2017-03-29

By Jordan Morell, City Year AmeriCorps member on the Wilson Elementary School team supported by Dartmouth-Hitchcock and Wire Belt

I was never a STEM kid. From 5th grade on, I would dread the next day’s math class the second that day’s lesson ended. I used to get so nervous before math tests in middle school that I would make myself physically ill, and just hearing the voice of my geometry teacher from down the hall would make my stomach flutter nervously. I’ll never forget the late nights I spent memorizing trig functions my freshman year of high school, only to bomb the quiz the next day. My senior year, I took AP Calculus for the sole purpose of receiving the college credit that would ensure I would never, ever have to take another math class again. 

Science was barely any better. It didn't exist in elementary school except for short units on space and rocks, and neither interested me, so naturally I began to hate the subject. Science in middle school was so unremarkable to me that I remember absolutely nothing about it, and I entered high school dreading the fact that I was now required to take 4 years of it. In 10th grade, that all changed, if only accidentally. 

I enrolled in an AP Biology course not because I was interested in the subject, but because my cousin was planning on taking it and I wanted to prove to my family that I was smart enough to take it too. Looking back, it was the best and worst decision of my life. The first few months of that class were torture—I couldn't keep up with the material and I genuinely felt like I was drowning in words and concepts that had no meaning to me. Around Thanksgiving, I remember shutting my textbook and vowing never to read another word of it; it was then that I actually started engaging myself in class. I raised my hand to ask questions that would have embarrassed me before, volunteered to draw out diagrams on the board, and truly began to take charge of my own learning. I grew to love biology—the fact that so many millions of interactions within our bodies and between our bodies and the outside world were happening simultaneously and had been since the beginning of time—that was fascinating to me. Everything seemed in perfect balance, and I was awed that biologists had figured it out so that people like me could learn about it. I ended up acing that class, as well as the many other biology, chemistry and physics classes I took thereafter (except Physics 142 my junior year of college. Never again.)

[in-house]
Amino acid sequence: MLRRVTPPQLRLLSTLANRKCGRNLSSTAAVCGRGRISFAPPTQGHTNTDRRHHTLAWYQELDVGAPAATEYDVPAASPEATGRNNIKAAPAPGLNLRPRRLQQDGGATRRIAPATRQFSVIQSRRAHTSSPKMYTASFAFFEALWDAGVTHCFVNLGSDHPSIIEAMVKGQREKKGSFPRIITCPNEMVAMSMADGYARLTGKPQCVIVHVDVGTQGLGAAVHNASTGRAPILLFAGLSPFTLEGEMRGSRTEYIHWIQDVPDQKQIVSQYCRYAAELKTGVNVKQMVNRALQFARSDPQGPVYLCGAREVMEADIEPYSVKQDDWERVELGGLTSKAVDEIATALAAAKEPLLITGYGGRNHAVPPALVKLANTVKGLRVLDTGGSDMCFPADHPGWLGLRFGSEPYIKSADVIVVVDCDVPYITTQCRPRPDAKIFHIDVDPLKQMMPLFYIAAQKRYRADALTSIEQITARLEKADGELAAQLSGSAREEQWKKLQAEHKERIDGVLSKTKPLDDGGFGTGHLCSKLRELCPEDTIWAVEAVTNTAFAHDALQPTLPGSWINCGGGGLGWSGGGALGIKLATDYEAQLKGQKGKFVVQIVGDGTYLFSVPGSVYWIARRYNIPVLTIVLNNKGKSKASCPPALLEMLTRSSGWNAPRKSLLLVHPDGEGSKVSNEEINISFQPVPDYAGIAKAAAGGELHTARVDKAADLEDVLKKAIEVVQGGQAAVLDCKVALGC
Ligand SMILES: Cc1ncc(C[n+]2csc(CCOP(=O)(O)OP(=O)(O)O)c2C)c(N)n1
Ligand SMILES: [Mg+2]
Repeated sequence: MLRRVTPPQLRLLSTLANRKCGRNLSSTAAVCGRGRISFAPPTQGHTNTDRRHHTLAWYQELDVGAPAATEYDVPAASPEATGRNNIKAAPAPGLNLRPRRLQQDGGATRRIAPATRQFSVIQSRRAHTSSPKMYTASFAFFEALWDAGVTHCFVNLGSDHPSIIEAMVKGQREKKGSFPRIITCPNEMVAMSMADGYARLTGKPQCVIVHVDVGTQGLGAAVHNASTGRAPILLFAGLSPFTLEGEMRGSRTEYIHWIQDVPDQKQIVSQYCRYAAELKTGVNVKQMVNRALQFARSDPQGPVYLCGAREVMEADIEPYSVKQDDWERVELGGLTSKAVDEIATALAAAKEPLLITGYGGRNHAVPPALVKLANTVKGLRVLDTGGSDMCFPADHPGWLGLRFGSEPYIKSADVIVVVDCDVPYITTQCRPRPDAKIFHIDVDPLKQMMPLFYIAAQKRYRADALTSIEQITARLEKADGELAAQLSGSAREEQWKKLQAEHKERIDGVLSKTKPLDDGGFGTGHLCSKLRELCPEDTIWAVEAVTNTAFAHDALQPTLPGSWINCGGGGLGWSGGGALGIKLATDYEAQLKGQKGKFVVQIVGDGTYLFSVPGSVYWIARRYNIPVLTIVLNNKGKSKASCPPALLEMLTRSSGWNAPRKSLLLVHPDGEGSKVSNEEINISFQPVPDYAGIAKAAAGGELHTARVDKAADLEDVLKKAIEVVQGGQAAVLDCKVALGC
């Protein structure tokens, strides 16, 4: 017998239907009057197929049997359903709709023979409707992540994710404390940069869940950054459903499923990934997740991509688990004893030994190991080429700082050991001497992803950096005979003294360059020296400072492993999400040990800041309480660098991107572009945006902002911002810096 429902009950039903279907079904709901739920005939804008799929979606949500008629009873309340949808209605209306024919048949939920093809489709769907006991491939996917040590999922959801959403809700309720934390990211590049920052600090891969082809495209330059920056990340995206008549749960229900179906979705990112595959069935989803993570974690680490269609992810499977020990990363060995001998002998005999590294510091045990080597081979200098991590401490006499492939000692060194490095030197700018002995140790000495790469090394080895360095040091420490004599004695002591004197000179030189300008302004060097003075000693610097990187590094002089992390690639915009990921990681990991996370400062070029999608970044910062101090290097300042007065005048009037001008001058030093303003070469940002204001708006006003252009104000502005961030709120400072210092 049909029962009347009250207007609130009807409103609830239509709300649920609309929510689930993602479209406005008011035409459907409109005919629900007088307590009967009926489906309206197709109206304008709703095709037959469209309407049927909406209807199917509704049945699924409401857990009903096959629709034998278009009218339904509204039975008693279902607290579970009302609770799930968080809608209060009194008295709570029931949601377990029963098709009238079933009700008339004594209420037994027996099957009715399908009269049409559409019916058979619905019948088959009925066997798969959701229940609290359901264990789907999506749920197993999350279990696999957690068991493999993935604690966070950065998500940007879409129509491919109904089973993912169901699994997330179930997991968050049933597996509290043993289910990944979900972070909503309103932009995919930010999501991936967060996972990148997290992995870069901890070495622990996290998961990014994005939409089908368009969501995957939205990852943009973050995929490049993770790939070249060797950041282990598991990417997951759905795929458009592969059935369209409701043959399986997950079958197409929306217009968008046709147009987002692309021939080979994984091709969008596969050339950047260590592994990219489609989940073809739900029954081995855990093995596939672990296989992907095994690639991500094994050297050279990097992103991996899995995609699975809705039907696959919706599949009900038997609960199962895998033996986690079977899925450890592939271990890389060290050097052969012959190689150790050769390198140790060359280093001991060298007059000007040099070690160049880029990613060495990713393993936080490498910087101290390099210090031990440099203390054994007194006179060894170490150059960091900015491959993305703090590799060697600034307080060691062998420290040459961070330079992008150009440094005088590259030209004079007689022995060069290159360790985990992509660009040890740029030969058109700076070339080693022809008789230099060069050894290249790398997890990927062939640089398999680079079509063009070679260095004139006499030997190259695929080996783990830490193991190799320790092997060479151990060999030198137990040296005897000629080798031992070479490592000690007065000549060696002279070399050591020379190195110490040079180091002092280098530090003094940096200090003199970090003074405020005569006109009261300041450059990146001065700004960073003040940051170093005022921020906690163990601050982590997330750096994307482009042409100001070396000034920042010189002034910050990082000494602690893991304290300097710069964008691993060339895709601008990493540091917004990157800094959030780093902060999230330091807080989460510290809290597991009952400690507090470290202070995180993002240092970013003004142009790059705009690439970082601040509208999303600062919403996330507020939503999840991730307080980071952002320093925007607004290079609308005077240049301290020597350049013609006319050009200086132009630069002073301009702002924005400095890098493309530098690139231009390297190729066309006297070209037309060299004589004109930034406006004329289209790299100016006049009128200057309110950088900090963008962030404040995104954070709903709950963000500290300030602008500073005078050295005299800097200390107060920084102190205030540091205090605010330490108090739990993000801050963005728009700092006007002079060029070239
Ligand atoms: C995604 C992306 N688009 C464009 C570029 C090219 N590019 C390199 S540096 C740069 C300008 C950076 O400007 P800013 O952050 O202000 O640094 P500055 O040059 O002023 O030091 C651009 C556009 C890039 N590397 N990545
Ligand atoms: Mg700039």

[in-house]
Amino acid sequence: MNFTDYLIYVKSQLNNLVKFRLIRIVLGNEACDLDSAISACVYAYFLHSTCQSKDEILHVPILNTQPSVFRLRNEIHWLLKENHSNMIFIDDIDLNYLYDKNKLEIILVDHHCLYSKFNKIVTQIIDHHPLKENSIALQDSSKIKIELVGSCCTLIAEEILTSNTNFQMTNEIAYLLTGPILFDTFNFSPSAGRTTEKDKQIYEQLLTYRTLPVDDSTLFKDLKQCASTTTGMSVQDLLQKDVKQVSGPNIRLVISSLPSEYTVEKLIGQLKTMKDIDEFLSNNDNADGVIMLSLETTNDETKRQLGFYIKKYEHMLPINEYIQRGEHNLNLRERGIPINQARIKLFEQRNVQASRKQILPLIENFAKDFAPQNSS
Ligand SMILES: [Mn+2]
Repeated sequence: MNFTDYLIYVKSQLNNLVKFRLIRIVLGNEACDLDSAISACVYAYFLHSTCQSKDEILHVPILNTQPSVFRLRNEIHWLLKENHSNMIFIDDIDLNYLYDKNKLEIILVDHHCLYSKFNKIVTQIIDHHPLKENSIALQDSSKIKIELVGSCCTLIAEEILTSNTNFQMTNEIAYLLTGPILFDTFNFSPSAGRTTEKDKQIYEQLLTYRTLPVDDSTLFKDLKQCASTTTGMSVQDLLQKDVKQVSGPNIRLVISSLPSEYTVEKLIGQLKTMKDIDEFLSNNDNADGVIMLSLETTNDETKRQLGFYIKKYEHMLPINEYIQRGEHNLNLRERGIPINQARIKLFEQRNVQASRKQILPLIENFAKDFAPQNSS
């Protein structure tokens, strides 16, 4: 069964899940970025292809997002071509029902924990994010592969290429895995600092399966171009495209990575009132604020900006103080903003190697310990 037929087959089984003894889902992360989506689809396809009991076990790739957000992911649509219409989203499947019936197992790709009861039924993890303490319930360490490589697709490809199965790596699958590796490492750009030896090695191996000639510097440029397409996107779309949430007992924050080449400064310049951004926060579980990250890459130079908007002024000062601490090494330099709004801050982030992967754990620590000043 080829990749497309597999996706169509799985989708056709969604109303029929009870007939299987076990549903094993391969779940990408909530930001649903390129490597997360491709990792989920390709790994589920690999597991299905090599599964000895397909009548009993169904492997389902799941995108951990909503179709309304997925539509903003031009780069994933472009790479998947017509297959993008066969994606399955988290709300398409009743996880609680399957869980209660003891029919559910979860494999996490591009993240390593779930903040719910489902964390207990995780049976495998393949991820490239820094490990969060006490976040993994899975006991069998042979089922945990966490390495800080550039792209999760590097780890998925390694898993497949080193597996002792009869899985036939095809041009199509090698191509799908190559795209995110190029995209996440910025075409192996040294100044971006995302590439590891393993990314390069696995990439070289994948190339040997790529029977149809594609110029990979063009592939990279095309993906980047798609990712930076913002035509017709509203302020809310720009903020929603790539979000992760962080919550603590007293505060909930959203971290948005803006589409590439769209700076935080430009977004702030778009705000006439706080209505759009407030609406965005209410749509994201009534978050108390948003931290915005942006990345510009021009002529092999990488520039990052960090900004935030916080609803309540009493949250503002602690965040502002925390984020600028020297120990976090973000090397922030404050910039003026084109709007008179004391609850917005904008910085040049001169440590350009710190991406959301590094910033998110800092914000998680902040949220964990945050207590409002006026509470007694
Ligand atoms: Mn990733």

I finally started to consider myself a STEM kid the day I graduated college with a B.S in Biology. I realized that the most important thing my study of science had taught me was not how to perform titrations in organic chemistry, or how the exact structure of the Golgi apparatus makes it an excellent processor and modifier of lipids and proteins—though those are important. Science taught me how to think. In scientific work, it’s not enough to just memorize facts, you must understand why those facts have been proven true. To do so, you must have an inquiring mind and be constantly questioning. I’ve learned that it’s okay, in fact better, to fail the first time, so that you can understand where you went wrong and create a new plan to fix it. 

In my work with City Year, I’ve tried hard to inspire this kind of thinking with my students. Even though there’s no set science curriculum, I’ve taught my focus list students to ask themselves why a certain answer is correct, and to think critically about their wrong answer and create a plan to fix it. I’ve taught them that getting a math problem wrong isn't the end of the world—it’s only a chance to begin again with a fresh eye and a new plan of attack. I love to hear my students say they hate math and science, just to see them scream in excitement at our after school robotics club when they've successfully programmed a robot using a scientific “trial and error” method. Even if they don’t realize it now, just as I didn't when I was their age, a love of science might take time, but it’s definitely worth it in the end.​

There is one student in my class, though, that is particularly passionate about engineering. I first noticed her interest during a science experiment my entire class did before Thanksgiving. The students were tasked with creating a "Mayflower" ship out of a styrofoam lunch tray, aluminum foil, and masking tape, ensuring that it would float in water and hold as many pennies as possible before sinking. This student stood out among her classmates as the only one to both truly analyze WHY her first ship had sunk and make the necessary changes without the exasperated expression I saw on most of her peers' faces. Afterward, I encouraged her to sign up for our after school FIRST LEGO League Club, which she did, and where she now works to encourage the other girls in the club to get involved with programming the robots. I've watched week after week as she includes the most hesitant of participants in the robot project, clearly explaining how to program the robot and encouraging them when their first program sends the robot flying off the carpet. This student not only has a natural aptitude for engineering, but also a sense of perseverance that's so badly needed for success in STEM fields. I feel fortunate that through my service at City Year, I am providing this student an experience to uncover her passion and apply it, and am hopeful that she realizes she is a STEM kid far earlier than I did that lead to amazing opportunities in her future.

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